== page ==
For many consumers, the gas station is a dreaded pit stop. As gas prices continue to climb, drivers—specifically their finances—are guaranteed take a hit when their tank nears "E."
With gas prices hovering around $3.78 on average throughout the country, according to AAA, drivers are looking for methods to cut costs wherever they can. One of the easiest ways to do that is with a credit card that offers rewards for buying gasoline, such as cash back.
Although they don't directly reduce the price per gallon you pay at the pump, rewards credit cards are a great way to counter today's stubbornly high gas prices. "Most of us feel the pain every single week. We know it used to cost me $35 to fill up, and now it costs me $40," says Beverly Harzog, an independent credit card expert and consumer advocate. Big-time commuters in particular suffer when fuel costs rise. About 8 percent of Americans have commutes of an hour or longer, according to the U.S. Census Bureau's annual American Community Survey for 2011.
News outlets frequently remind consumers of the high price of driving, says Harzog. But the weekly pinch and constant reminders shouldn't rush you to get a gas rewards card without first surveying your options.
Drivers generally have a choice between a station-specific credit card and a general card from major lenders (e.g., Visa and American Express). Many of the big gas companies, including Shell, BP, and Exxon, offer their own credit cards, but experts say drivers are typically better off with a general rewards card.
Signing up for a station-specific card significantly limits the number of places where you can bank rewards, which is why LowCards.com's credit expert Bill Hardekopf recommends a generic rewards card. Hardekopf favors these cards because they enable consumers to not only earn rewards on gas but also on purchases at, say, supermarkets or department stores. General rewards cards also provide more flexibility. "You should always get the cheapest price for gas," Hardekopf says. "If you have a gas company card, that station may be a nickel higher one day than the other place across the street, so why not just get a card that's good at every station?"
Gerri Detweiler, director of consumer education at Credit.com, points out gasoline prices also have the potential to drop. Consequently, she says, "I would want a broader card so that, no matter what, I know I have a good rewards card."
Still, for some people, a station-specific rewards card is the best choice. For instance, if you travel the same route to work every day, a credit card from a station you pass may be a good fit for you, Hardekopf says. Some cards are co-branded, like the joint Visa-BP card, which may provide the best rewards opportunities.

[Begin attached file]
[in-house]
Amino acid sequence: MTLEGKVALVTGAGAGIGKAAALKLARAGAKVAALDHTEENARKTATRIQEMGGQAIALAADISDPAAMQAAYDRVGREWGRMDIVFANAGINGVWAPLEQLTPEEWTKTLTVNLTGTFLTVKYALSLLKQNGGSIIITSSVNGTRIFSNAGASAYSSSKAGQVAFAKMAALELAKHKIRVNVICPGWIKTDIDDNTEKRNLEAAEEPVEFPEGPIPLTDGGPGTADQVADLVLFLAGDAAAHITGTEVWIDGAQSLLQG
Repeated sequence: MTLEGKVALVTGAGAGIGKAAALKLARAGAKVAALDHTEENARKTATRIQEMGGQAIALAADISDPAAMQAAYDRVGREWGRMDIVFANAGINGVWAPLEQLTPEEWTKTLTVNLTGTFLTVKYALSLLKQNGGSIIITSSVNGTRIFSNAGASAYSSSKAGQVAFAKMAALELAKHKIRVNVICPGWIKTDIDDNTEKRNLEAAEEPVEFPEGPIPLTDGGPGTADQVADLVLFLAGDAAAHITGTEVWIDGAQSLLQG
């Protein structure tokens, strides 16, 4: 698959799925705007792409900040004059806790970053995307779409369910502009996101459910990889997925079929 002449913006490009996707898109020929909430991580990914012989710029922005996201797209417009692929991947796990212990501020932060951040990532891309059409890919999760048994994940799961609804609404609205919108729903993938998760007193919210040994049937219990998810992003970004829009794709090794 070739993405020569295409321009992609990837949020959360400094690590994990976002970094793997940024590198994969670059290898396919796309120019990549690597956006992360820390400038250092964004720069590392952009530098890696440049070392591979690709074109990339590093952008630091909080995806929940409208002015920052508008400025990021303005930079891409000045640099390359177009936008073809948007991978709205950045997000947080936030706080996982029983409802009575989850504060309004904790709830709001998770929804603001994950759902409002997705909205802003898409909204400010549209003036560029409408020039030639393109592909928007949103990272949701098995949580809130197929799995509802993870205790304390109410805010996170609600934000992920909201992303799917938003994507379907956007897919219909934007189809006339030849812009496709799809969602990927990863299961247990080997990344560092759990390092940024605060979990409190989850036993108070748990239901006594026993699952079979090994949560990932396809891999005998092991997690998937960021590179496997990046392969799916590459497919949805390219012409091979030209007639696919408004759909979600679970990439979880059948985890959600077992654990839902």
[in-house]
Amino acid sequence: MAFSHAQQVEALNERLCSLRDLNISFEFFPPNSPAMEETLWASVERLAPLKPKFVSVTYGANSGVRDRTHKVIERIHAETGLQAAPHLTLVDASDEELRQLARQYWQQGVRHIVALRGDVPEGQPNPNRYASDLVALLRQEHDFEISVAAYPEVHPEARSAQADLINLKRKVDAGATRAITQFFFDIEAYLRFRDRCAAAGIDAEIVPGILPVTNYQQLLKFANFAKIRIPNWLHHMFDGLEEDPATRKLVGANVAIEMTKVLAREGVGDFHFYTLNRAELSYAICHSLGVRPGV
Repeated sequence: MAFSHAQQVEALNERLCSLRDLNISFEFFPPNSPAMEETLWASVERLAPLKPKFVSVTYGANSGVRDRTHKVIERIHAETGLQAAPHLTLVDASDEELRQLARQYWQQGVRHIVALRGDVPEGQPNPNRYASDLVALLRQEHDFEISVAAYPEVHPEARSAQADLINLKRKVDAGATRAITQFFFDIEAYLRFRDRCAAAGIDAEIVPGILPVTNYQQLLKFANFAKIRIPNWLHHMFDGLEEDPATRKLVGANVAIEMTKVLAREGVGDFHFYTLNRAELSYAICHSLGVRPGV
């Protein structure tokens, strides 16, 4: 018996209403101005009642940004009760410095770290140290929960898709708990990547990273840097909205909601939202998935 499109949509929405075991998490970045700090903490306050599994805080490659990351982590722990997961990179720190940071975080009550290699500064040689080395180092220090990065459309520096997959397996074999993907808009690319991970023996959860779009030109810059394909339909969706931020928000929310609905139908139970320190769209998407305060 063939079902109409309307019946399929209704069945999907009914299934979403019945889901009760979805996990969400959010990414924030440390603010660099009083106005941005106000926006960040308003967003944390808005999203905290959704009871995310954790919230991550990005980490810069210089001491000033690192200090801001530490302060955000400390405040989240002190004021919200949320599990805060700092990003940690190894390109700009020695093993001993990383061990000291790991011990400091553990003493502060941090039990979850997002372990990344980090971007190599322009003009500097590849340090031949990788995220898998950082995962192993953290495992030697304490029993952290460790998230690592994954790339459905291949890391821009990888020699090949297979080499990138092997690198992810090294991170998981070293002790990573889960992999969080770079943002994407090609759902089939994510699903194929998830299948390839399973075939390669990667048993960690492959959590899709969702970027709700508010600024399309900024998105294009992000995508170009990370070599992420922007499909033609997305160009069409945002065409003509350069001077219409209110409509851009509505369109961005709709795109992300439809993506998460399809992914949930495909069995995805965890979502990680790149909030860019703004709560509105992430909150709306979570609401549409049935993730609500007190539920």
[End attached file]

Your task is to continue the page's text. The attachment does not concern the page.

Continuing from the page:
Nonetheless, for most drivers, getting a credit card that offers rewards on a variety of purchases—not just gas—is the way to go. So which rewards card is right for you? Here are three of the experts' favorites:
PenFed Platinum Rewards Visa Card. Detweiler considers this the best gas rewards credit card, adding it's also a great all-around card. You earn five points per dollar spent on gas purchases, three points per dollar on groceries, and one point on everything else. Points are trickier to track than cash back, but Detweiler says the rewards are rich. "If you earn 25,000 points on gas purchases, that translates into $250," she says. "Of course, that's an awful lot of gas, but some people who are commuting every day may spend that." The card has no fee for foreign transactions, no annual fee, and a low starting annual percentage rate (APR) of 10 percent.
Chase Freedom Credit Card. Harzog says this card is one of her standbys. You get 5 percent cash back on gas, although only for half the year, as the card is on a rewards plan that rotates every quarter. Per this year's schedule, cardholders earn 5 percent on gas from January to March and July to September. However, be aware those gas rewards are capped at $1,500 per cycle; after that, you earn 1 percent cash back. Its other rotating categories include restaurants, drugstores, and movie theaters, but customers must enroll each quarter to receive those rewards.
Additional perks include a signup bonus of $100 cash back if you spend $500 within the first three months, and a zero percent introductory interest rate on purchases and balance transfers for the first 15 months.
Amex Blue Cash Everyday Card. Cash back on gas rewards for this card isn't in the same ballpark as the cards offering 4 to 5 percent back, but Hardekopf says the Amex Blue Cash Everyday Card has its advantages. You get 2 percent cash back on standalone stations—meaning most national brands, such as Shell, Sunoco, and Gulf; stations belonging to discount stores, superstores, or warehouses (e.g., Cosco) are excluded. Those exclusions are a drawback, but you earn a sizable 3 percent cash back on supermarket purchases (capped at $6,000 annually, 1 percent after), 2 percent on select department stores, and 1 percent on all other purchases. The card has a zero percent introductory APR for the first 12 months.
In addition, Hardekopf recommends paying a little extra to upgrade to the Blue Cash Preferred Card. For a $75 annual fee, you get 6 percent back on supermarket purchases and 3 percent back at standalone gas stations and select department stores.
Non-Credit Card Rewards Programs. To draw more customers, many gas stations offer free loyalty programs that allow you to earn extra savings. The Fuel Rewards Network, for example, awards consumers points for purchases at restaurants and department stores, which can be redeemed at participating Shell locations.
The bottom line: Settling for a second-rate rewards card means you're leaving money on the table, says Odysseas Papadimitriou, CEO of the credit card comparison website CardHub.com. With the right card, you can drive down how much you pay at the pump and keep your car going without running out of cash.